Venkataraman et al. calculated that extraction of all non-functional sterile leads in order to prevent venous occlusion compared with extraction reserved for patients who present with occlusion (with an estimated incidence of 5 %) would result in a ten-fold higher mortality, even considering a doubled mortality rate because of longer dwell times [48]. If a similar calculation is made for infection, with an estimated incidence between 2–3 % after any surgical intervention, preventive extraction will likewise have a higher mortality than when extraction is limited to infected leads [30, 36]. A conservative approach also avoids unnecessary extraction procedures in more than 95 % of patients, and hereby considerably reduces the cost of managing advisory leads: Mehrotra et al. calculated an additional cost of $12,000 to$ 13,000 per extraction procedure compared with abandoning the leads [49]. Bashir et al. calculated that extraction of two-thirds of the leads in the setting of proactive replacing advisory leads at the time of generator exchange would result in an incremental cost of \$ 12,779 per ICD lead failure avoided [17].
Extraction of advisory leads is not as easy as often suggested. Specialised tools, such as laser sheaths, are frequently necessary to extract Fidelis leads notwithstanding relatively short dwell times: in 51 % of the extractions by Maytin et al. and in 33 % by Parkash et al. with implant times of a mean 28 months or less than 4 years, respectively [50, 51]. Extraction of Riata leads may be even more demanding, as breach of the insulation material by externalisation of the conductors may result in ‘snowploughing’ of the insulation material in front of the extraction sheaths. The 8F Riata shock coils also lack backfilling, which may result in more ingrowth of scar tissue. This correlates well with the need of powered extraction sheaths in 18 out of 20 Riata patients by Patel et al., and in 60 % of procedures by Maytin et al. (the latter with a mean dwell time of only 42 months) [37, 52]. In a mixed population of Fidelis and Riata, Brunner et al. needed powered sheaths in 83.7 % of 430 cases with a median implant time of less than 5 years [53].

Conclusion

Although there is a potential risk of lethal complications from current advisory leads, there is no indication that it surpasses that of prematurely replacing these leads. However, a scheduled generator exchange may be an opportune moment to consider adding a new defibrillator lead with established reliability with a limited additional risk. Still, there are no data or guidelines on what exact lead failure rate justifies this approach.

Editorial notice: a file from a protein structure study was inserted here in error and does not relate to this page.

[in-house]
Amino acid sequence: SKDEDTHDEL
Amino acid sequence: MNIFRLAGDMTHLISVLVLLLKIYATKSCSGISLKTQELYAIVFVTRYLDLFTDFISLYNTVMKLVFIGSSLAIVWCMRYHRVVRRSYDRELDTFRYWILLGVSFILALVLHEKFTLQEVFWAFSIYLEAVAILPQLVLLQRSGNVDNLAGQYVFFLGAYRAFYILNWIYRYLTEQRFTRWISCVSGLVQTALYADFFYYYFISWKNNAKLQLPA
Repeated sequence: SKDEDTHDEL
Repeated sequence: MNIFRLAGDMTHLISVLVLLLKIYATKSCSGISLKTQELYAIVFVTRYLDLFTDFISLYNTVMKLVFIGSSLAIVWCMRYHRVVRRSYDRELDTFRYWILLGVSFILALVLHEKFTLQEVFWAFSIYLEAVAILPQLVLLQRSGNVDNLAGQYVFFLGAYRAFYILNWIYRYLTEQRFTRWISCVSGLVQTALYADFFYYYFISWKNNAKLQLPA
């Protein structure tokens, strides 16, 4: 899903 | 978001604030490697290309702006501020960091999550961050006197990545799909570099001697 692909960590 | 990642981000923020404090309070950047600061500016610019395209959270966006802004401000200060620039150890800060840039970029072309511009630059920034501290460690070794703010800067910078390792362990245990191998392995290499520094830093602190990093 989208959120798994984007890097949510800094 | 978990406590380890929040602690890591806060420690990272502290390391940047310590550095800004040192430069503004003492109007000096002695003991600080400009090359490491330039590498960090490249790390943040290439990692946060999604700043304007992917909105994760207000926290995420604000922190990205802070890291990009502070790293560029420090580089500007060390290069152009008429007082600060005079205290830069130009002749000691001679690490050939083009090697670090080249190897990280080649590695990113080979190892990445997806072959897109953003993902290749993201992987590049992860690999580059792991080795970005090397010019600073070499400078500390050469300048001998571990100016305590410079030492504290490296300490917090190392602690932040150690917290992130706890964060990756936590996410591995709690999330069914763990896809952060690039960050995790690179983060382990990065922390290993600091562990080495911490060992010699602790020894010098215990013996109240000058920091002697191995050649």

The accumulative risk of lead failure during the service time of an ICD increases with the expected longer battery life of current devices. Together with the failure rate of the Fidelis leads, it favours lead replacement during a generator exchange in our opinion. In contrast, it may be less beneficial with the currently observed electrical defects of the Riata leads. Independent and prospective collection of data on lead performance is needed for continuing evaluation of changing risk profiles.
Individual patient profiles influence the approach: in elderly patients the risk of failure may be lower, time at risk shorter, and procedural risks higher. In contrast, frequent need for defibrillator therapy, true pacing dependency, or the psychological burden of living with an advisory lead, may incline us to replace the lead.
Finally, there is no support in the literature for preventive extraction of sterile, non-functional (advisory) leads. In contrast, lead extraction has a definite risk of mortality and morbidity that is absent when leads are properly abandoned.
Funding
None.

Conflicts of interest

Frank A Bracke: None.
Berry M van Gelder: training and education for St. Jude Medical Nederland B.V., the Netherlands, Clinical Advisor for St. Jude Medical.